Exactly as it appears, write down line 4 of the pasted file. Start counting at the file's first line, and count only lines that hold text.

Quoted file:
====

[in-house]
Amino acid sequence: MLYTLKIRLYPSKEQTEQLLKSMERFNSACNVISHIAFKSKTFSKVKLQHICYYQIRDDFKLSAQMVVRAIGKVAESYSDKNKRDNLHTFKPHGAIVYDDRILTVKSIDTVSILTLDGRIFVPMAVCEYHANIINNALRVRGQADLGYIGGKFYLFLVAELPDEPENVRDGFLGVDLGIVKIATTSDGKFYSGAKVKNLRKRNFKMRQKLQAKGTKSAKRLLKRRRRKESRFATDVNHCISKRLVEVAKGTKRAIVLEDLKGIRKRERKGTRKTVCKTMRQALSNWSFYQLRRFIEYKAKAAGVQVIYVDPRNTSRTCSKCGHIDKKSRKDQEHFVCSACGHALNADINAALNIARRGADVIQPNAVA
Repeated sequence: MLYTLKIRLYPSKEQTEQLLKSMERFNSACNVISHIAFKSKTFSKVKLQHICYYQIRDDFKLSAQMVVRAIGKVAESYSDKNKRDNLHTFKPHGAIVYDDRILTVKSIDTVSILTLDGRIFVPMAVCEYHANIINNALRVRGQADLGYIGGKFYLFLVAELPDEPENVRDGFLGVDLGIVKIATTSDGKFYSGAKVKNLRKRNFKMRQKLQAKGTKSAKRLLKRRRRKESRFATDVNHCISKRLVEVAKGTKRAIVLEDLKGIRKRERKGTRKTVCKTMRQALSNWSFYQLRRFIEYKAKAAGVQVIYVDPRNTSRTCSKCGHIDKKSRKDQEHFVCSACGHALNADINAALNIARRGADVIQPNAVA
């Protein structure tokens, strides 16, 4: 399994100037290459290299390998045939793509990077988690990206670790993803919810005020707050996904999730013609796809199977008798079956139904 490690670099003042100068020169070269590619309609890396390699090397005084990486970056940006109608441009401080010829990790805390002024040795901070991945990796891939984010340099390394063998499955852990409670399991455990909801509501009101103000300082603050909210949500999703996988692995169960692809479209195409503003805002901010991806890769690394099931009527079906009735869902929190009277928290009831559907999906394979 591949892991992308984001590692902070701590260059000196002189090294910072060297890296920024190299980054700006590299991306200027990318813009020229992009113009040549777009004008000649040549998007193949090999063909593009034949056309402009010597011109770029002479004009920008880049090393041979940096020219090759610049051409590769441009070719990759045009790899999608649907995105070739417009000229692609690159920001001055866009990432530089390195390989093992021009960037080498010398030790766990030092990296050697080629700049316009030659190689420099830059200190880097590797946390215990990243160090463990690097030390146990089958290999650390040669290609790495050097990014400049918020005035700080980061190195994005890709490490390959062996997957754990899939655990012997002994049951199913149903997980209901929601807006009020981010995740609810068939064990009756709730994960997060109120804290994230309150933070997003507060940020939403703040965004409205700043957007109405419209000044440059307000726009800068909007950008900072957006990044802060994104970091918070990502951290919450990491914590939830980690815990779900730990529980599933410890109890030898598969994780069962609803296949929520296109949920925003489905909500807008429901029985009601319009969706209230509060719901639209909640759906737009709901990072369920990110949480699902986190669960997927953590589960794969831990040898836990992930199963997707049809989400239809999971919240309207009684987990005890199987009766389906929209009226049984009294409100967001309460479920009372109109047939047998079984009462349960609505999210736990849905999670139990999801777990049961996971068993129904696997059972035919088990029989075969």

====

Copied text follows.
């Protein structure tokens, strides 16, 4: 399994100037290459290299390998045939793509990077988690990206670790993803919810005020707050996904999730013609796809199977008798079956139904 490690670099003042100068020169070269590619309609890396390699090397005084990486970056940006109608441009401080010829990790805390002024040795901070991945990796891939984010340099390394063998499955852990409670399991455990909801509501009101103000300082603050909210949500999703996988692995169960692809479209195409503003805002901010991806890769690394099931009527079906009735869902929190009277928290009831559907999906394979 591949892991992308984001590692902070701590260059000196002189090294910072060297890296920024190299980054700006590299991306200027990318813009020229992009113009040549777009004008000649040549998007193949090999063909593009034949056309402009010597011109770029002479004009920008880049090393041979940096020219090759610049051409590769441009070719990759045009790899999608649907995105070739417009000229692609690159920001001055866009990432530089390195390989093992021009960037080498010398030790766990030092990296050697080629700049316009030659190689420099830059200190880097590797946390215990990243160090463990690097030390146990089958290999650390040669290609790495050097990014400049918020005035700080980061190195994005890709490490390959062996997957754990899939655990012997002994049951199913149903997980209901929601807006009020981010995740609810068939064990009756709730994960997060109120804290994230309150933070997003507060940020939403703040965004409205700043957007109405419209000044440059307000726009800068909007950008900072957006990044802060994104970091918070990502951290919450990491914590939830980690815990779900730990529980599933410890109890030898598969994780069962609803296949929520296109949920925003489905909500807008429901029985009601319009969706209230509060719901639209909640759906737009709901990072369920990110949480699902986190669960997927953590589960794969831990040898836990992930199963997707049809989400239809999971919240309207009684987990005890199987009766389906929209009226049984009294409100967001309460479920009372109109047939047998079984009462349960609505999210736990849905999670139990999801777990049961996971068993129904696997059972035919088990029989075969």